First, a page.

Late Quaternary Chronology and Extinction of North American Giant Short-Faced Bears (Arctodus Simus)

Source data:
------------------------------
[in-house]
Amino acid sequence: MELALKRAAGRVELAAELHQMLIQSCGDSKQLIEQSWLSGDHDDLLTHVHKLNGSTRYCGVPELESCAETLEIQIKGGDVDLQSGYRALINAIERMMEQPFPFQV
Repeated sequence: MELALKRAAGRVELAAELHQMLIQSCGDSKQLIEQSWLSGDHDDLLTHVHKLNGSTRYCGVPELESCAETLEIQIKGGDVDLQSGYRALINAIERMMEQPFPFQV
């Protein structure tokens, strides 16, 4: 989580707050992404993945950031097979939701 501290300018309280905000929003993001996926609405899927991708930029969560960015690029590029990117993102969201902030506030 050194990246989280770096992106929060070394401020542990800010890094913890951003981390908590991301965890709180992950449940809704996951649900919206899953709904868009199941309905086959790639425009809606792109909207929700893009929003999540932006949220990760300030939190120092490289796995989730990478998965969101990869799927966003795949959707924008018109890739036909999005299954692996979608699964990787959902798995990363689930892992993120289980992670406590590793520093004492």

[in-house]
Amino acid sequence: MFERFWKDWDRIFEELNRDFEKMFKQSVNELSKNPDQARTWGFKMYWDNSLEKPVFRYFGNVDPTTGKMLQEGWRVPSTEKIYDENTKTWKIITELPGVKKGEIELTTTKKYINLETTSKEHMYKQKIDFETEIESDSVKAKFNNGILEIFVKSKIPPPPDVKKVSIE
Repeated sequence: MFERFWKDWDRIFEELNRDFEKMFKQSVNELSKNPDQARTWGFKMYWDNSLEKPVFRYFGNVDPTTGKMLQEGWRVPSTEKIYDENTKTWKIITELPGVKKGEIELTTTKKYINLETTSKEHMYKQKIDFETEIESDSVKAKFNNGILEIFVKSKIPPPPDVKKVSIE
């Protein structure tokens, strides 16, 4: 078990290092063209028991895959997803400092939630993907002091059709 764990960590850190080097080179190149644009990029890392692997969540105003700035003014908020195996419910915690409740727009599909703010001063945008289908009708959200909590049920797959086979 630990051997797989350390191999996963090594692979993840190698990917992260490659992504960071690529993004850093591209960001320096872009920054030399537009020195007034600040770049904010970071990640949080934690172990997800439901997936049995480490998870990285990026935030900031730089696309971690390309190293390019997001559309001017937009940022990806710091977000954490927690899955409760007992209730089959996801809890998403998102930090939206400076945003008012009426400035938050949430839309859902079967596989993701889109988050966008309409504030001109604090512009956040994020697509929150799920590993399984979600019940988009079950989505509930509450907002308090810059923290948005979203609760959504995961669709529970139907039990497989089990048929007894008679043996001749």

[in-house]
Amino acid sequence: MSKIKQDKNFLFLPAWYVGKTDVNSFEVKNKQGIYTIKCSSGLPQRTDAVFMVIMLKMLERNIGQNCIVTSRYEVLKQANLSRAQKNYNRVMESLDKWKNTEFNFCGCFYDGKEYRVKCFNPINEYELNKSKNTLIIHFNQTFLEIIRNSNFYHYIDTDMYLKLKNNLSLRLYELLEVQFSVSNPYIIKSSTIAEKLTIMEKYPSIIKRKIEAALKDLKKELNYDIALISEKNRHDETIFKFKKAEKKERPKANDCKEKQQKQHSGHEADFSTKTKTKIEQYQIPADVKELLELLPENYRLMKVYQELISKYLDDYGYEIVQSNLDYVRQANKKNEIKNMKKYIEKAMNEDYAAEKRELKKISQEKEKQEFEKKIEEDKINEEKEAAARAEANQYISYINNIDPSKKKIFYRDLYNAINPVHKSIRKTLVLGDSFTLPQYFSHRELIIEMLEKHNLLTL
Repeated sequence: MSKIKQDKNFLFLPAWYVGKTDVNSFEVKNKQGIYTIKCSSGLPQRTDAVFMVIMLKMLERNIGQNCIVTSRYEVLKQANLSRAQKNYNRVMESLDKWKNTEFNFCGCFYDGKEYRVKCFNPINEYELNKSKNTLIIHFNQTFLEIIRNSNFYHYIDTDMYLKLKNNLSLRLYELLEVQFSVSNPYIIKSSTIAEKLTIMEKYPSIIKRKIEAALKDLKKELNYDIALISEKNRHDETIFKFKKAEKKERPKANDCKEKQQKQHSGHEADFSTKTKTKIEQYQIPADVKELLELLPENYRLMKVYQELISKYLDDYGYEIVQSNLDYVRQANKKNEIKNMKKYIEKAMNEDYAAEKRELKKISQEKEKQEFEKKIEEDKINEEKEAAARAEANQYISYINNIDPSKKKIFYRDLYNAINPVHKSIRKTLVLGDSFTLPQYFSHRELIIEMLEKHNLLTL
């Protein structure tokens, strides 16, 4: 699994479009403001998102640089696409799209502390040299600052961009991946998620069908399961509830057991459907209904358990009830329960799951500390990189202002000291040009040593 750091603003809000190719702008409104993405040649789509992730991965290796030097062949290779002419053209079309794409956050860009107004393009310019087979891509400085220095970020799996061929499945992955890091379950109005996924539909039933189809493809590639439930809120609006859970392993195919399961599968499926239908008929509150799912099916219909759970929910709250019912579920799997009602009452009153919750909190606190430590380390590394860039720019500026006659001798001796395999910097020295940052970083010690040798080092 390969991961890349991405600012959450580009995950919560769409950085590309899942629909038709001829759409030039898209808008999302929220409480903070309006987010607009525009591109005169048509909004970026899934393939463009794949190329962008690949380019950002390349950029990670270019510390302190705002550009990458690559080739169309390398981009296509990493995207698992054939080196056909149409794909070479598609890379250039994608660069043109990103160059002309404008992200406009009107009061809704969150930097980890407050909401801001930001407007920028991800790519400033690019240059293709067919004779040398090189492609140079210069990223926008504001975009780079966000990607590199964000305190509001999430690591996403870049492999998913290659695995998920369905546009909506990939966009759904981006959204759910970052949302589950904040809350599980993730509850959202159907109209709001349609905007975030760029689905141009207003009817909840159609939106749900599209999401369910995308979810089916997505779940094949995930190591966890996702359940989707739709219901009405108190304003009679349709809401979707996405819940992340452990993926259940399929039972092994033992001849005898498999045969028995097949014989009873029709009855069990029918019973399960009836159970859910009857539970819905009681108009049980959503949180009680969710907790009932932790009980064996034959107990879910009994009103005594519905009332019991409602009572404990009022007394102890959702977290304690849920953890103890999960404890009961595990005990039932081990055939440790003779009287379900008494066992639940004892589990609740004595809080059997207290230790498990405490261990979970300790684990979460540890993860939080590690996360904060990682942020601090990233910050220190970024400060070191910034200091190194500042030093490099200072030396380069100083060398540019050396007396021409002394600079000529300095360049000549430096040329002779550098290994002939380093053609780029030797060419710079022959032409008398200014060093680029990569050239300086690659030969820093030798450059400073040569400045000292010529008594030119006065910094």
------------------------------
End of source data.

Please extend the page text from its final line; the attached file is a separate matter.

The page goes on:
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Eight new AMS radiocarbon dates on giant short-faced bears (Arctodus simus) from the contiguous United States are reported, and previously published dates from across North America are reviewed and discussed. The dates deemed to be most reliable are on purified collagen samples, and these serve as the basis for interpreting the late Pleistocene chronology and extinction of the species. The oldest acceptable radiocarbon date from the lower forty-eight states is 34,080 ± 480 BP from Island Ford Cave, Virginia, and the youngest is the previously reported 9630 ± 60 BP date from Bonner Springs, Kansas. An additional date of 10,921 ± 50 BP on the same Kansas specimen indicates a precision problem in the age of this individual. Regardless of this anomaly, new AMS dates of ∼10,800-11,000 BP on A. simus confirm that it existed up to the Pleistocene/Holocene transition and may have been one of the last megafaunal species to go extinct in North America. Further, these dates solidify the co-existence of these massive bears with humans of the Clovis cultural complex.